Hydraulic redistribution of water from Pinus ponderosa trees to seedlings: evidence for an ectomycorrhizal pathway
Author for correspondence:
Jeffrey M. Warren
Tel: +1 (865) 576 3918
Fax: +1 (865) 574 0133
- • While there is strong evidence for hydraulic redistribution (HR) of soil water by trees, it is not known if common mycorrhizal networks (CMN) can facilitate HR from mature trees to seedlings under field conditions.
- • Ponderosa pine (Pinus ponderosa) seedlings were planted into root-excluding 61-µm mesh barrier chambers buried in an old-growth pine forest. After 2 yr, several mature trees were cut and water enriched in D2O and acid fuchsin dye was applied to the stumps.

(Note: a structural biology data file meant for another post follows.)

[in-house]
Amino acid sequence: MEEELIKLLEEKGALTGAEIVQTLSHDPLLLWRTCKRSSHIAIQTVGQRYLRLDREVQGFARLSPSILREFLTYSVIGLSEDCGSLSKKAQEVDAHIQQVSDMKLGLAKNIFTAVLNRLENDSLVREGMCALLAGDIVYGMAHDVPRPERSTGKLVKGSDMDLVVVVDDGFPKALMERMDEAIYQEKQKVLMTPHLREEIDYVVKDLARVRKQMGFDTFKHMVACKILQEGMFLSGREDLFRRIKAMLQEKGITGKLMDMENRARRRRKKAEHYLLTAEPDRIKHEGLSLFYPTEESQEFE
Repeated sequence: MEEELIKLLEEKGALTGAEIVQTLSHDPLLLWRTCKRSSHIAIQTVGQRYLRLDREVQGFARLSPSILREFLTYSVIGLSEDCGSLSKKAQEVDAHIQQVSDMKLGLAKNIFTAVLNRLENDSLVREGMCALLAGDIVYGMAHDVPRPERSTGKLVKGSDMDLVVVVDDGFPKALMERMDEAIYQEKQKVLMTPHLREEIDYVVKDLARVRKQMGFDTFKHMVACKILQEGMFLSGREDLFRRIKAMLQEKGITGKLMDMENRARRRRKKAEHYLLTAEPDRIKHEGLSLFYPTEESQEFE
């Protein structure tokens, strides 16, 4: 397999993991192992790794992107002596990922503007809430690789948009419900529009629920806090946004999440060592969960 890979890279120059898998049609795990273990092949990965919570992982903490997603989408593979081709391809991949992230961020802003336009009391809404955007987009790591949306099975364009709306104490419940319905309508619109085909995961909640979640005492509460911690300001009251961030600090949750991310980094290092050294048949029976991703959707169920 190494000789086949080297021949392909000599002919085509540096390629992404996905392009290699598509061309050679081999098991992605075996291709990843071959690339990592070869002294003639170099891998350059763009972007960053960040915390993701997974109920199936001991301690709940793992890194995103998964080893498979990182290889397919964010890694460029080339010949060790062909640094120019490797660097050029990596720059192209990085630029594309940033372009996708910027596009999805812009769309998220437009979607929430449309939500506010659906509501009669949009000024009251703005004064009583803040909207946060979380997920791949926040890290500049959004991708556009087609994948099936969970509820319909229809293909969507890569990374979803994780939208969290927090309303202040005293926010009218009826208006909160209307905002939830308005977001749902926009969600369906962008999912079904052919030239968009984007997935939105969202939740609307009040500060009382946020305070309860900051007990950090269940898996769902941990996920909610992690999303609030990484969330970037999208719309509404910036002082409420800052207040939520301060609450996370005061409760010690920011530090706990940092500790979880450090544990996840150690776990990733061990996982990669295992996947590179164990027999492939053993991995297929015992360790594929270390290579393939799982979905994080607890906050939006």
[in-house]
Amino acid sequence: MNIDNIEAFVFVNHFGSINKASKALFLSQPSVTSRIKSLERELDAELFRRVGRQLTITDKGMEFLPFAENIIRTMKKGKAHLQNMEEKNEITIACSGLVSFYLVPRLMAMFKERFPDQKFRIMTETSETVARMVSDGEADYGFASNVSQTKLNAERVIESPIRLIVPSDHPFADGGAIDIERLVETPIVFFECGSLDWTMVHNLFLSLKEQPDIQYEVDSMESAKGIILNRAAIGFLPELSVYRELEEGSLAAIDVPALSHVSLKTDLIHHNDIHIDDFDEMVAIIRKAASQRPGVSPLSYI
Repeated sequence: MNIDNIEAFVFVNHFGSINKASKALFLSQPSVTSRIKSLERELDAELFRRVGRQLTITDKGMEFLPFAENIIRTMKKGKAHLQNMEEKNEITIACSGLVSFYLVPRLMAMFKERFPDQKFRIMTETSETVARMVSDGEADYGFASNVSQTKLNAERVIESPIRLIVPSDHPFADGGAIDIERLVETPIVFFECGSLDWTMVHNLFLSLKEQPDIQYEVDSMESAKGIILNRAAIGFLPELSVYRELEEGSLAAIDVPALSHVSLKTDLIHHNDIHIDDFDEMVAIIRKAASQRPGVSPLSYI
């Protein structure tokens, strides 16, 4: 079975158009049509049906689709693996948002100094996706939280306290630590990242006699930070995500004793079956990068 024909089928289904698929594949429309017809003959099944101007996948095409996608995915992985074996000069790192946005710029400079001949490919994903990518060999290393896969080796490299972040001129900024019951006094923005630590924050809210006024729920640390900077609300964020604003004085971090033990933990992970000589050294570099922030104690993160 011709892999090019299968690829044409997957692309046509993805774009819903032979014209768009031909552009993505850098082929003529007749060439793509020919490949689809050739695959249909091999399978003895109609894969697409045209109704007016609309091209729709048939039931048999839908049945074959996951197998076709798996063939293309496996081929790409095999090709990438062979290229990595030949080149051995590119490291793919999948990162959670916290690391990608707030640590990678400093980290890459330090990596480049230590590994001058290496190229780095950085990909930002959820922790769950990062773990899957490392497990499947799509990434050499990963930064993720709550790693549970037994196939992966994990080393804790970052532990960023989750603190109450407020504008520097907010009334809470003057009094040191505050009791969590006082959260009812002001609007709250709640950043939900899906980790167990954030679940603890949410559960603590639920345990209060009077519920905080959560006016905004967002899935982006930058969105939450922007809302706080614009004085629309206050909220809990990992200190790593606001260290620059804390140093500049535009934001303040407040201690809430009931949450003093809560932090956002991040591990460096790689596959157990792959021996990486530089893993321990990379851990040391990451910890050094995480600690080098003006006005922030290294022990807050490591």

- • Fine roots and mycorrhizal root tips of source trees became heavily dyed, indicating reverse sap flow in root xylem transported water from stems throughout root systems to the root hyphal mantle that interfaces with CMN. Within 3 d, D2O was found in mesh-chamber seedling foliage > 1 m from source trees; after 3 wk, eight of 10 mesh-chamber seedling stem samples were significantly enriched above background levels. Average mesh-chamber enrichment was 1.8× greater than that for two seedlings for which the connections to CMN were broken by trenching before D2O application.
- • Even small amounts of water provided to mycorrhizas by HR may maintain hyphal viability and facilitate nutrient uptake under drying conditions, which may provide an advantage to seedlings hydraulically linked by CMN to large trees.